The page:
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Ukraine National Academy of Sciences, Zoological Museum, National Museum of Natural History of Ukraine (Kiev)

15 Bogdana Khmelnitskogo Street, Kiev (tel.: +38 044 235-62-66), Metro stations: "Teatralnaya", "Zolotyye Vorota".


The National Museum of Natural History at the Ukrainian National Academy of Sciences (the Museum, for short) is one of the world's largest museums of its kind. It was created in 1966 as a joint exhibition complex consisting of several museums: the Museum of Geology, the Museum of Palaeontology, the Museum of Zoology, the Museum of Botany and the Museum of Archaeology.

The Museum is situated in the very centre of Kiev. With a total area of 8,000 square metres (86,000 square feet), the 24 rooms of the museum contain over 30,000 exhibits that tell visitors about the origin, the structure and the evolution of the Earth, about its flora and fauna, about its past and present and about the history of the material culture of the peoples that inhabited the territory of Ukraine. The most important part of the museum is a complex of thirty dioramas dedicated to landscape and biology.

The Museum of Geology.

The Museum of Geology was founded in 1927, and in 1967 it joined the National Museum of Natural History. The holdings of the museum were based on collections amassed by the outstanding geologists Pavel Tutkovsky, Nikolay Bezborodko, and Vladimir Luchitsky. The collection of the museum contains over 50,000 samples of rocks, minerals, fossil flora and fauna. This material tells us about the material composition of the Earth's crust, about the structure, the origin and the development of our planet, about the complex phenomena and processes of its surface and depths.

The exhibitions of the Museum, which occupy 7 rooms, start from the Origin and Development of the Solar System stand and a stand that presents the meteorites of Ukraine and Russia.

The General Geological Processes room contains 22 display cases that systematically present exhibits and information about the internal and external processes that shape the appearance of the Earth and the structure of its lithosphere. One part of the room's exhibition is dedicated to the internal processes (tectonic movements, earthquakes, magma, volcanoes and rock metamorphism). The other part presents the external processes, which destroy land, change landscape and lead to new sediment depositions caused by the activities of the atmosphere, rivers, lakes, seas, underground waters, wind, ice and organisms.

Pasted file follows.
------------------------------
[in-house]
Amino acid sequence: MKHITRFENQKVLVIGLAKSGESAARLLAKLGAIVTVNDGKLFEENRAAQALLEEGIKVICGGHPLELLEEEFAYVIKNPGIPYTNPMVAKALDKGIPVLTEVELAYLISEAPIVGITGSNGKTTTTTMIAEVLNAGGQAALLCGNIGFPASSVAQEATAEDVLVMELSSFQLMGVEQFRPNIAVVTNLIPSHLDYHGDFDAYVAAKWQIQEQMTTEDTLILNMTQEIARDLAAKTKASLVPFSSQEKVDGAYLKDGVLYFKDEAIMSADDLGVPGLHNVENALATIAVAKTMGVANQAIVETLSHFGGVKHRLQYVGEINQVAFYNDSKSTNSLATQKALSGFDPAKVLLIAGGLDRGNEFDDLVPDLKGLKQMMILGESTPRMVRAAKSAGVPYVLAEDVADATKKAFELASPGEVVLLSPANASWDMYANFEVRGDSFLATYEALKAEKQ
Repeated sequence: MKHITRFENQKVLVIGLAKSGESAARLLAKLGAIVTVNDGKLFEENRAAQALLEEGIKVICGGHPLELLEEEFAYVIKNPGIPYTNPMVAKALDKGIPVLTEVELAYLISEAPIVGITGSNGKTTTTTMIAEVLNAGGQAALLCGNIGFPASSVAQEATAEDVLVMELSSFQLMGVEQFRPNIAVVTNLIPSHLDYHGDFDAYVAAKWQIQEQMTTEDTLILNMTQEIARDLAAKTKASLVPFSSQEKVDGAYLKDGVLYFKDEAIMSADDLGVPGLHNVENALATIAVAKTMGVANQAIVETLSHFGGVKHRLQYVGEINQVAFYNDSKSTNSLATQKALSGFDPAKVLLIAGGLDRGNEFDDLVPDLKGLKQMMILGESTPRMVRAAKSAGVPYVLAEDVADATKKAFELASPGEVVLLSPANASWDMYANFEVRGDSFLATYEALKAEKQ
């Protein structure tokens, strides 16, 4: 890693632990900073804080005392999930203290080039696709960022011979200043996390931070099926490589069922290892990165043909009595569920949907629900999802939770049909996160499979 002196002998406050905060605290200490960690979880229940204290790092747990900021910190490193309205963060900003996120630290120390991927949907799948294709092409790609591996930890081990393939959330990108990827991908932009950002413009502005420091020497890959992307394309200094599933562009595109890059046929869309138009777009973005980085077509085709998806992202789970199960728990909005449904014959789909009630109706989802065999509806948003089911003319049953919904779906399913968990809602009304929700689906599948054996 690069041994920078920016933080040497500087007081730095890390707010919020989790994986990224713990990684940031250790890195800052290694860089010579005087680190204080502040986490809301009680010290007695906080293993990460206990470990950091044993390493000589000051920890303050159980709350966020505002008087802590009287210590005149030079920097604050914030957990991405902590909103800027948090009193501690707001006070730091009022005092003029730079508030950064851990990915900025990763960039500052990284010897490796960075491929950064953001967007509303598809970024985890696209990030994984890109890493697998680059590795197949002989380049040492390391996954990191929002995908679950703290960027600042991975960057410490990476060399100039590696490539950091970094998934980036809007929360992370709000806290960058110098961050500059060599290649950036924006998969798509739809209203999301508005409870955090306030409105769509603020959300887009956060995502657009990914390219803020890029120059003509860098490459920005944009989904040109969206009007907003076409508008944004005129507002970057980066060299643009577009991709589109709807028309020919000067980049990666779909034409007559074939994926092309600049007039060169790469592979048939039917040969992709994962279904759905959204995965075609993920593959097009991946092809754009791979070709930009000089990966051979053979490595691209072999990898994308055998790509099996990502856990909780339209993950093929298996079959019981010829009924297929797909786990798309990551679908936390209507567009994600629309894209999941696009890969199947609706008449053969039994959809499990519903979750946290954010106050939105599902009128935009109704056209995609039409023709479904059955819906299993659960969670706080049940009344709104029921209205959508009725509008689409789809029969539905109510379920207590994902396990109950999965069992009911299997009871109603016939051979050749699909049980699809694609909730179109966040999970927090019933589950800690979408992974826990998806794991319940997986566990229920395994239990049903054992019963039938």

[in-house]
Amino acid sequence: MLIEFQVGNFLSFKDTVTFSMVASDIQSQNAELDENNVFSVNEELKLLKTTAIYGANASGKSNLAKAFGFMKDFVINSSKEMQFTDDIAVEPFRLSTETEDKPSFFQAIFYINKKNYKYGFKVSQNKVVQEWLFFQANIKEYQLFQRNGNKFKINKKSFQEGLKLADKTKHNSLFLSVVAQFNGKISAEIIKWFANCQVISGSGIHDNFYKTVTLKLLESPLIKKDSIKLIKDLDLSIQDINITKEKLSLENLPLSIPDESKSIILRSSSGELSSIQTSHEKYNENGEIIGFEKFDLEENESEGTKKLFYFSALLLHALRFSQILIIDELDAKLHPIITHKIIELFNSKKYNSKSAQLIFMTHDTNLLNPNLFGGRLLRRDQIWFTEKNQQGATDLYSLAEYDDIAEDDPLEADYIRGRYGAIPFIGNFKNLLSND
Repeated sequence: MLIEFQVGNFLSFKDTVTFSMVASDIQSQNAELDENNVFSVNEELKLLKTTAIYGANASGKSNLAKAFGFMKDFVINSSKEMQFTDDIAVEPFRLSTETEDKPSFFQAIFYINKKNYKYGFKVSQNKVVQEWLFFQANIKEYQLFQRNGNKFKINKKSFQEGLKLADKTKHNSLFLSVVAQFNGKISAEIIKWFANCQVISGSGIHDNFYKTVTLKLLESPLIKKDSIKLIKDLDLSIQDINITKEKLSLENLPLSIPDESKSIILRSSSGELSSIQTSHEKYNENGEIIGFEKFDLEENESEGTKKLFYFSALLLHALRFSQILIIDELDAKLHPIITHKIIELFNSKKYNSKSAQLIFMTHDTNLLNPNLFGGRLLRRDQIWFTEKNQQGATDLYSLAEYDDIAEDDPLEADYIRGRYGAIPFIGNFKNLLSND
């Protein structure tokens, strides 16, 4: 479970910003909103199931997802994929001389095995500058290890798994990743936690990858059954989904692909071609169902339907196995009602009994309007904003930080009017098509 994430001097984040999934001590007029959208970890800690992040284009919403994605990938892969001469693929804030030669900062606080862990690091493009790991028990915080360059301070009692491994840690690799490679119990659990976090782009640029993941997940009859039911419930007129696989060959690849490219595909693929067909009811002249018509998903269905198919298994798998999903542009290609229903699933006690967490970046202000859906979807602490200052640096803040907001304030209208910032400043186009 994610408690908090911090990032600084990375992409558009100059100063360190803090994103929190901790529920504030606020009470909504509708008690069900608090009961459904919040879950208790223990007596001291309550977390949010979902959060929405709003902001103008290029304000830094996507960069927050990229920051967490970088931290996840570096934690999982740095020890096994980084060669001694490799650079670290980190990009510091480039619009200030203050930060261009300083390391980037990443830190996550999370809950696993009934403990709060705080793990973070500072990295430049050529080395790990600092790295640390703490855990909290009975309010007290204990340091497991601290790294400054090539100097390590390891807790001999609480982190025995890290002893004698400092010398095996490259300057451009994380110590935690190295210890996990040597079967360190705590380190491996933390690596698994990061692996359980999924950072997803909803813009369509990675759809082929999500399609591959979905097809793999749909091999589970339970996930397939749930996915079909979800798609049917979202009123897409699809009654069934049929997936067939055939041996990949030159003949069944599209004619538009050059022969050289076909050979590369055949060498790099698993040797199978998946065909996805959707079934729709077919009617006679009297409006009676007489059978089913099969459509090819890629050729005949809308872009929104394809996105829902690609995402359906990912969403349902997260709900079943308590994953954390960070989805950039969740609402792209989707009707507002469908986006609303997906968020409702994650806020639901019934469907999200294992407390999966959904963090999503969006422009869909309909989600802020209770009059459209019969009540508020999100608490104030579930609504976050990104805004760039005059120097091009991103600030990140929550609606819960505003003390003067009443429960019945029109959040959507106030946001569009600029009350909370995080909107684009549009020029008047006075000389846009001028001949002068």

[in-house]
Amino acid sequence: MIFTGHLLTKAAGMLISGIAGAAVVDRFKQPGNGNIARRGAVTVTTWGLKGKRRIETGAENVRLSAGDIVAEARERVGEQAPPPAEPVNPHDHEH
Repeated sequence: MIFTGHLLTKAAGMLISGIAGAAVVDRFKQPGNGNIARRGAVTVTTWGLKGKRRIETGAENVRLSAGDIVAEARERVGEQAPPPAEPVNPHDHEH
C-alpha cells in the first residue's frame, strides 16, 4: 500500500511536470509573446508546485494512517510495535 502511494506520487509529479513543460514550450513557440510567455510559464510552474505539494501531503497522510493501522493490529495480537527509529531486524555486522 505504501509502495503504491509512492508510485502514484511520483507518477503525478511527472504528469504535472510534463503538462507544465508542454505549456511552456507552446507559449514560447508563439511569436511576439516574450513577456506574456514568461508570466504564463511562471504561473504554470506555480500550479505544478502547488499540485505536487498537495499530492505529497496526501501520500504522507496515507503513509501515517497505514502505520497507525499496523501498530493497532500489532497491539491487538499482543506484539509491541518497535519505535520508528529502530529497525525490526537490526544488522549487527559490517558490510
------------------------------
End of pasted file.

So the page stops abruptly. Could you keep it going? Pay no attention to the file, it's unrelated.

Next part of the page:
The Geological History of the Ukraine's Territory room. Nineteen display cases contain the exhibits dedicated to 4 billion years of the geological history of the Ukraine's territory. The exhibition systematically shows how the territory of the country has been changing during all the geological periods, how the seas and the land have been changing, what were the flora and the fauna like. The room presents a unique sample of the huge club moss extracted from a mine of the Donbass region: a sigillaria that lived during the Carboniferous Period, over 300 million years ago. The Mineralogy section contains around 9,000 samples from fields of many various countries including 150 minerals from Ukraine.

The Petrography room has on display rocks, which is the main source of information about the geological past of the Earth. This room houses a collection of pre-Cambrian Ukrainian rocks dated using radioisotope methods.

The Useful Minerals of Ukraine room demonstrates minerals, rocks and energy sources that are used in industry and the most important Ukraine's fields that contain them.

The Sea Geological Research section introduces visitors to the material composition and the useful minerals from the beds of the Azov and Black Seas as well as from the beds of the Atlantic and Indian Oceans. This section contains iron-manganese and phosphate concretions from ocean beds, chunks of mantle material raised from a depth of 5,700 metres (18,700 feet), models and maps that explain the structure of sea and ocean beds.

The museum also keeps unique collections of fossil invertebrate animals and plants; these materials are on display in the Monographical Palaeontology Collections room.

The Museum of Palaeontology.

The collection of fossil materials for this museum had been forming since as early as 1919, and in 1935 Academician Ivan Pidoplichko created the first small palaeontology exhibition in the Museum of Zoology.